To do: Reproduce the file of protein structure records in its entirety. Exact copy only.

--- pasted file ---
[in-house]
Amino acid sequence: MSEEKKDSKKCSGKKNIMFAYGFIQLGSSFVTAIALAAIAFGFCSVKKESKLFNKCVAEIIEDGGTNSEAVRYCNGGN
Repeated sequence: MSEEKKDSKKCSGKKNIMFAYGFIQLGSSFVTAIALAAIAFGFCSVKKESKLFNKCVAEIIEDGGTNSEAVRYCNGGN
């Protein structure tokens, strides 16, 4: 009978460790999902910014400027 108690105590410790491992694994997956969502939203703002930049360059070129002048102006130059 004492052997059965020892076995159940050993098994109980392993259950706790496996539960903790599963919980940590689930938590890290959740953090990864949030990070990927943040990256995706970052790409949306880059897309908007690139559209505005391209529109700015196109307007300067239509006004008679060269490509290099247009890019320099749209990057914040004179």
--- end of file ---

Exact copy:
[in-house]
Amino acid sequence: MSEEKKDSKKCSGKKNIMFAYGFIQLGSSFVTAIALAAIAFGFCSVKKESKLFNKCVAEIIEDGGTNSEAVRYCNGGN
Repeated sequence: MSEEKKDSKKCSGKKNIMFAYGFIQLGSSFVTAIALAAIAFGFCSVKKESKLFNKCVAEIIEDGGTNSEAVRYCNGGN
């Protein structure tokens, strides 16, 4: 009978460790999902910014400027 108690105590410790491992694994997956969502939203703002930049360059070129002048102006130059 004492052997059965020892076995159940050993098994109980392993259950706790496996539960903790599963919980940590689930938590890290959740953090990864949030990070990927943040990256995706970052790409949306880059897309908007690139559209505005391209529109700015196109307007300067239509006004008679060269490509290099247009890019320099749209990057914040004179």